- Modern and complementary: Not only does the bed itself have unique and modern style but there is also an entire line of complementary pieces. And entire apartment can be outfitted with the style and additional space-saving benefits.
- Differentiator: This changes the way one thinks about multi-purpose furniture, and can change the way the user lives in his or her space.
Everything about this furniture is deliberate, thoughtful, and optimized. Look again at the hinge on the bunk bed at 4:24―it is below center so that the bed folds under the shelf. Even big parts like the fold-down double bed work silently and move effortlessly.
Yes, the end product looks so elegant as to be simple. However, as Ron Barth explains, the furniture systems represent “complete design.” They are the culmination of multi-discipline collaboration: every design involves a furniture designer, a mechanical engineer, and a hardware company. This requires collaboration of a higher order.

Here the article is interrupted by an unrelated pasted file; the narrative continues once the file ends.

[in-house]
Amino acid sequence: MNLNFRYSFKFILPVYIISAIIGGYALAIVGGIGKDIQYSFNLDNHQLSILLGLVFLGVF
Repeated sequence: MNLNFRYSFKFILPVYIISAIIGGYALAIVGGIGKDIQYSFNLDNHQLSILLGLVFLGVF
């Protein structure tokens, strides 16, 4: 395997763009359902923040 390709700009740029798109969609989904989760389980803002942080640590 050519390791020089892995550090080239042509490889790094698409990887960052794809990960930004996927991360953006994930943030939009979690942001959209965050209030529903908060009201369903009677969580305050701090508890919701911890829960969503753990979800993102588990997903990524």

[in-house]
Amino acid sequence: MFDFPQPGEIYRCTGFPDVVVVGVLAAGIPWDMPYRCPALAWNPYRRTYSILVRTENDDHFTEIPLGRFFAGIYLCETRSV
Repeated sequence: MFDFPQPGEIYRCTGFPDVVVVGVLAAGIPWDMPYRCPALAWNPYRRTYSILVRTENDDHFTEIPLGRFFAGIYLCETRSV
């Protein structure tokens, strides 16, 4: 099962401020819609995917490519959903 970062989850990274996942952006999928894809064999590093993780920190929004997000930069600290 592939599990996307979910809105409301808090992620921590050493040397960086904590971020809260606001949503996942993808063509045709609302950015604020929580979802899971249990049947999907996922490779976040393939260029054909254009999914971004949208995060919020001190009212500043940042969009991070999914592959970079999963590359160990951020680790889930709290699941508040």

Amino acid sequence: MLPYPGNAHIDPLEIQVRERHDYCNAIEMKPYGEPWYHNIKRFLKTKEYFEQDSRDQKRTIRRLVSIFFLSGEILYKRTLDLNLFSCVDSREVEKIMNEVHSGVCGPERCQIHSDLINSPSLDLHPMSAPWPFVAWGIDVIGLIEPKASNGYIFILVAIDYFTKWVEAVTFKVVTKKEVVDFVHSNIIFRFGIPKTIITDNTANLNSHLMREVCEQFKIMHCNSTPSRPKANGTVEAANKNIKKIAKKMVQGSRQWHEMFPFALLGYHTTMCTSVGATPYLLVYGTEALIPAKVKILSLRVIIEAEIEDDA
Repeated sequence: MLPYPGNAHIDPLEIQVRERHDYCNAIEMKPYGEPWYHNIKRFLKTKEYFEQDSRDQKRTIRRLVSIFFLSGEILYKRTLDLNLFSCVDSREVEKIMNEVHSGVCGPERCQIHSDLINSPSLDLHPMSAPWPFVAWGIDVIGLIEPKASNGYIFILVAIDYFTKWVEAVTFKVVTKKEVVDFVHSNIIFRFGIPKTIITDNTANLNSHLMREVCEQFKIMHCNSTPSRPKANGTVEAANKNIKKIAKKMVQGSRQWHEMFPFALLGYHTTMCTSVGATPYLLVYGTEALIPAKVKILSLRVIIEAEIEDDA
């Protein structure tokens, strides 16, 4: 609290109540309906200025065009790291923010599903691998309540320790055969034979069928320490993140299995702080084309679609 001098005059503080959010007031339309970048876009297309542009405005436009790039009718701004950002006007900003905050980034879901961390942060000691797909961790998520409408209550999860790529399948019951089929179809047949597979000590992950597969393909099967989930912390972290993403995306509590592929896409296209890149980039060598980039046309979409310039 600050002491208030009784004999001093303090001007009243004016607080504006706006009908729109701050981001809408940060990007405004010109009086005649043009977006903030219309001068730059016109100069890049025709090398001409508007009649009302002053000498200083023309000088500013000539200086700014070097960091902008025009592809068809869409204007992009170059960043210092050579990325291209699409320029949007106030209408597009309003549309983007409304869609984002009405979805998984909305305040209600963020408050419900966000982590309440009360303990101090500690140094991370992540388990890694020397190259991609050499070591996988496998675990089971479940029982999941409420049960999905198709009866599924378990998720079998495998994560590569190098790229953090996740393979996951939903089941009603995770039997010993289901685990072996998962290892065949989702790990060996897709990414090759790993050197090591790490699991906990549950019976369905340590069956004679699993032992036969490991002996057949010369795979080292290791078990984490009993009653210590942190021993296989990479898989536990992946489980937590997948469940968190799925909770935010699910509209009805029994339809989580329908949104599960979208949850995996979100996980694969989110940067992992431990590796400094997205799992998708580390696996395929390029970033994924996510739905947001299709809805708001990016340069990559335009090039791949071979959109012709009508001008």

Something tells me that achieving this level of innovation (balancing creativity, precision, and quality) has inherent challenges. There are three competing value systems and design criteria to balance. And there is risk on the order of magnitude of: “Can this be done?” and “Will it sell?”
This is not for the faint of heart.
Characteristics of the innovation experience
My own experience with product development involved:
- Researching current market and known market needs and forecasting nascent needs